There are many opportunities to volunteer and do community service, like volunteering at your community church, or local Boys and Girls Club. If you're interested in sports, join a sport here at CV. There are many sports to choose from such as football, swim, basketball, track, cheer, and many others. Let's say you're not interested in sports, then join a club at school.  Here at CV we have clubs like Girl Power, Environmental Club, National Honors Society, and the AP Club (which you should definitely check out) that cater to all sorts of interests. Are you interested in pursuing a medical career in the future? Join Health Occupation Students of America (HOSA), a great student organization here at CV that competes in medical based competitions. There are more niche clubs that you may enjoy, there's a Martial Arts Club, Rubik's Cube Club, and an Anime Club too. If you don't have an interest in any of the clubs offered, you can make your own, which is something that two girls I know did last year. They wanted to make an Astronomy Club and so that's exactly what they did, and today the club is going strong.

AP courses, Honors courses, and extracurricular activities are an amalgam of experiences that will ensure college entry. AP courses and Honors courses show that you are serious and dedicated to your education and that you strive to be above the average. Sports show competitiveness, dedication, and teamwork. Volunteering shows a concern for your community and for other people. School Clubs show that you are well rounded and have interests that you care about and are putting time into. A student who participates in these activities and is taking higher-level courses is a student that colleges want.

What I'm trying to get at here is that there is so much out there that you can do and be involved in, not only to impress colleges, but also to have a lot of fun and to make your high school life more interesting, exciting, and enjoyable. It gives you a reason to come to school.

The greatest part of all about Honors and AP is being in a class that is full of other students who also care about their education. You can't imagine how much of a difference that it makes.



Senior Adrian Moreno is President of the AP Club at Coachella Valley High School.  He plans to pursue business, law, or politics as a profession…with professional gamer as a fallback career.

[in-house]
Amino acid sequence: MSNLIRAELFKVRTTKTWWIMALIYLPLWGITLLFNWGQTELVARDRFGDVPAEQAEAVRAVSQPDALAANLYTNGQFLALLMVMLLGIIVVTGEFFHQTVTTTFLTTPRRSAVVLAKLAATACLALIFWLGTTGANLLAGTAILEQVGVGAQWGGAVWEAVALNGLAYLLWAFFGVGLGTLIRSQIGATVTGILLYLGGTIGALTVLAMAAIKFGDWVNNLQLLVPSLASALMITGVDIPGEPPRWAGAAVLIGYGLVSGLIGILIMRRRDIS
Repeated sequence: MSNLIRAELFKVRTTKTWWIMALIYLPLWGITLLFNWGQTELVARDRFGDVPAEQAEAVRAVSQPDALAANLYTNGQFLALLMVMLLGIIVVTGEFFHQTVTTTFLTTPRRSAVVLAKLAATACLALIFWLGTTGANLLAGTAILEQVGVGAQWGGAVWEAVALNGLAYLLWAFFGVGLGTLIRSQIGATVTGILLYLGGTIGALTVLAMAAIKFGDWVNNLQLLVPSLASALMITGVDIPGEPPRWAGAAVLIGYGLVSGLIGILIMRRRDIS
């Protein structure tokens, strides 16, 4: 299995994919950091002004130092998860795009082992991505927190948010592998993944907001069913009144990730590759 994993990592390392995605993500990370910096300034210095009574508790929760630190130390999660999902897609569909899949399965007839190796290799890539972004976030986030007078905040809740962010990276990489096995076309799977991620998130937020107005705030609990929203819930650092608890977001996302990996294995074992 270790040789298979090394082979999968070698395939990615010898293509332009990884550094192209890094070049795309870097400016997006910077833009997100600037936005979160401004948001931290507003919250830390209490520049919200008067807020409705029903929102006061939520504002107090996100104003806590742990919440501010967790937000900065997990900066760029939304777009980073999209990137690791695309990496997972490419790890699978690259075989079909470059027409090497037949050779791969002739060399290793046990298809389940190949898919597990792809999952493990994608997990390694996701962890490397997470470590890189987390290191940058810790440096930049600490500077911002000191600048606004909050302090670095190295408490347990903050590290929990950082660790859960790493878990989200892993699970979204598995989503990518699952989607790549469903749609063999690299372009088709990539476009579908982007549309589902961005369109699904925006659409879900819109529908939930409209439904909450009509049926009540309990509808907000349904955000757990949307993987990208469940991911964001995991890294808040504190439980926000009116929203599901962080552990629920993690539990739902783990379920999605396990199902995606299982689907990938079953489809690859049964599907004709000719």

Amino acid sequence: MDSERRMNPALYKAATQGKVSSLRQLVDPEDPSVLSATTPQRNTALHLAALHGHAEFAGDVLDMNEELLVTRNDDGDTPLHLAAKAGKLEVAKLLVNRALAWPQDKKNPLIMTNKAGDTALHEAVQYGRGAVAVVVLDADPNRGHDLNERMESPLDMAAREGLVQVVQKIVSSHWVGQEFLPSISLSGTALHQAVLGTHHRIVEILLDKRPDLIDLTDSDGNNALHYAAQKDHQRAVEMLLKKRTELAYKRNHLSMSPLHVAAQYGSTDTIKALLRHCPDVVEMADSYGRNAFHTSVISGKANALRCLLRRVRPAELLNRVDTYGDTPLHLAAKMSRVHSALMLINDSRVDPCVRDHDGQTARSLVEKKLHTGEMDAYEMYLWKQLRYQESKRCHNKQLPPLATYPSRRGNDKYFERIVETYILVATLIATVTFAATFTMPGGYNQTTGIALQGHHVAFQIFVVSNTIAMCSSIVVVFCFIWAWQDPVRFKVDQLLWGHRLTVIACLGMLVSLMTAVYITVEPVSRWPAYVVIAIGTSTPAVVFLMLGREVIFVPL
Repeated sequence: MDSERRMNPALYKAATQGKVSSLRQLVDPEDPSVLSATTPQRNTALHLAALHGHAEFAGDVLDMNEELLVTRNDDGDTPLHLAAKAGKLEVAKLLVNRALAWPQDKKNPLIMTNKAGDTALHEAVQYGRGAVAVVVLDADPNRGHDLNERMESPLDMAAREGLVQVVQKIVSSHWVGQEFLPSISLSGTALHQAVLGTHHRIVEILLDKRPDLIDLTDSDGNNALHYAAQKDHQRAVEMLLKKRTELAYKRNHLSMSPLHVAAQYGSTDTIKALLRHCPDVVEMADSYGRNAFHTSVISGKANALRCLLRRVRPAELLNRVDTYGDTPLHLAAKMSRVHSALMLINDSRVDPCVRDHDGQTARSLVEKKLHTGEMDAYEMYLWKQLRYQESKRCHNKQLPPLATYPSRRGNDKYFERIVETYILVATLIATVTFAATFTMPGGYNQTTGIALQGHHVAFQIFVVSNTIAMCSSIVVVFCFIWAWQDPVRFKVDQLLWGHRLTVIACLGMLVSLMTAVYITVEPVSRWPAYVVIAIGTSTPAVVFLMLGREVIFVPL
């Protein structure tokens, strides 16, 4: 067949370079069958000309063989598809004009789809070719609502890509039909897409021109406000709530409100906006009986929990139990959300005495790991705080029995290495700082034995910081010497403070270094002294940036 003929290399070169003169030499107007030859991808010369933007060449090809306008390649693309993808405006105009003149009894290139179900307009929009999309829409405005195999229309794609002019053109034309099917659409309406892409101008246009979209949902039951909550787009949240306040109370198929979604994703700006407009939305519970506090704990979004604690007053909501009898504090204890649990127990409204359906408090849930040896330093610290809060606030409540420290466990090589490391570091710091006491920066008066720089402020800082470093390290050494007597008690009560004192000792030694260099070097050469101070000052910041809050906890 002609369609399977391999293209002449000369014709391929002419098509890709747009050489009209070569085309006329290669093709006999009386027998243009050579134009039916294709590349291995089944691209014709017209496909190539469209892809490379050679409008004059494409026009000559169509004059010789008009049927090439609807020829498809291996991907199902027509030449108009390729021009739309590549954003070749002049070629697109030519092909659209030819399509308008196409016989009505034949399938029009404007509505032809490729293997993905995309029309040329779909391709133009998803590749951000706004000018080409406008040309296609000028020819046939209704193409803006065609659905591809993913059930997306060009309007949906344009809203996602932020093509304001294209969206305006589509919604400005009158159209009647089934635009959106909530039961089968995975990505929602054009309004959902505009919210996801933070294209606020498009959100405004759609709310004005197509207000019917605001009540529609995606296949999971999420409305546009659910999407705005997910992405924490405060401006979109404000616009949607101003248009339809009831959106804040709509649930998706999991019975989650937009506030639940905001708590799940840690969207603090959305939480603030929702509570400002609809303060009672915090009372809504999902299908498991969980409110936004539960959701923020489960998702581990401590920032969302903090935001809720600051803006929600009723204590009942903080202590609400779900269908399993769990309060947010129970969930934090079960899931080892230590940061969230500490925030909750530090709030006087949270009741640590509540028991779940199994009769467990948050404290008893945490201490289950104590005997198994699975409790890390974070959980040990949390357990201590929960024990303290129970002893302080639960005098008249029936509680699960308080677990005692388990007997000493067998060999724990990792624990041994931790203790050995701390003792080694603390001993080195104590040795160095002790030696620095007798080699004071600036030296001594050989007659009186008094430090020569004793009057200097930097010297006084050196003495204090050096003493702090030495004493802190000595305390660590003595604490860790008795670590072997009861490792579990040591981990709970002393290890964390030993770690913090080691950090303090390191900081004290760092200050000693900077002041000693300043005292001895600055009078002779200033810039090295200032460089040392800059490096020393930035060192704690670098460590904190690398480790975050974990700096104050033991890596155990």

6 comments:

  1. I enjoyed reading your essay especially your ending. Adrian you forgot to mention the relationship and strong bonds you build with your fellow AP classmates. For those of you reading the comments, I would like to add on that AP courses not only challenge you, boost your GPA, and allow you to not need to take a college course, but they also help you make new friends. In these courses you make friends you can count on and you get to see them all in a different light from their studying and test- taking habits all the way to the person they actually are and how they enjoying passing time. Personally, I have made some great friends through AP classes, Adrian is one of them, and I have had the chance to meet some of the greatest teachers I have had and probably will ever had!

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    1. I wrote a little bit about that, but it didn't make the cut in the final draft. But what you're saying is totally true, you get closer to the kids in AP, because they follow you through the years. They face the same academic struggles, and it forms a camaraderie.

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  2. I enjoyed reading your article, Adrian. It contains a lot of good advice.

    I want to add the idea of leadership. Club membership is a good addition to any student's resume, but being able to demonstrate leadership in a club, sport or community service is even better. If you serve as a club officer or team captain, it shows that you were not only committed to the club or team, but willing to act as a leader to advance the group. If you care about a community group you volunteer for, offer to help plan an event or serve on the board. These experiences will help you develop leadership, which is something colleges and prospective employers care about. When you are starting your career, these leadership experiences are especially helpful to flesh out that "experience" part of your résumé.